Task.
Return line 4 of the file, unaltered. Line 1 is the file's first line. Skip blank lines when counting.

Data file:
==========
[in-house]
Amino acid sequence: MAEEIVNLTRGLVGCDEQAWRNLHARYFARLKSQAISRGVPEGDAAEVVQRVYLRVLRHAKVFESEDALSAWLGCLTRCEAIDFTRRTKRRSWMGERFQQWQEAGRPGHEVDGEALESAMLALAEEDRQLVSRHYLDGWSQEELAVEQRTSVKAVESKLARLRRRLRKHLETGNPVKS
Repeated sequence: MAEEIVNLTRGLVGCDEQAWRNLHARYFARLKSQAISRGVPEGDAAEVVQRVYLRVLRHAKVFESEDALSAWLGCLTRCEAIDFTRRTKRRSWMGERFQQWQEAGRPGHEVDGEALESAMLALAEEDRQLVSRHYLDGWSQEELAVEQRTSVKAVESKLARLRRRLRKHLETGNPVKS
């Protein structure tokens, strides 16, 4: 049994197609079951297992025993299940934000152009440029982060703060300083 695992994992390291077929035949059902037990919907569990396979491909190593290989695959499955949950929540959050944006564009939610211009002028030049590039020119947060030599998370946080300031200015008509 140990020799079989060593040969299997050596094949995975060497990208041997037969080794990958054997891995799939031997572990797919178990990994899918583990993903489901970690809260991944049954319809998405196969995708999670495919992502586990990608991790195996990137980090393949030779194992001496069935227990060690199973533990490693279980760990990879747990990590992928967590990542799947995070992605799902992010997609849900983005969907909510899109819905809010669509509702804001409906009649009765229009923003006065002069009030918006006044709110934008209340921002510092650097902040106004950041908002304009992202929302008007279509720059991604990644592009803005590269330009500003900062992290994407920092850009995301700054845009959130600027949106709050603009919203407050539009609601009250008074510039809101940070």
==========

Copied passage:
């Protein structure tokens, strides 16, 4: 049994197609079951297992025993299940934000152009440029982060703060300083 695992994992390291077929035949059902037990919907569990396979491909190593290989695959499955949950929540959050944006564009939610211009002028030049590039020119947060030599998370946080300031200015008509 140990020799079989060593040969299997050596094949995975060497990208041997037969080794990958054997891995799939031997572990797919178990990994899918583990993903489901970690809260991944049954319809998405196969995708999670495919992502586990990608991790195996990137980090393949030779194992001496069935227990060690199973533990490693279980760990990879747990990590992928967590990542799947995070992605799902992010997609849900983005969907909510899109819905809010669509509702804001409906009649009765229009923003006065002069009030918006006044709110934008209340921002510092650097902040106004950041908002304009992202929302008007279509720059991604990644592009803005590269330009500003900062992290994407920092850009995301700054845009959130600027949106709050603009919203407050539009609601009250008074510039809101940070």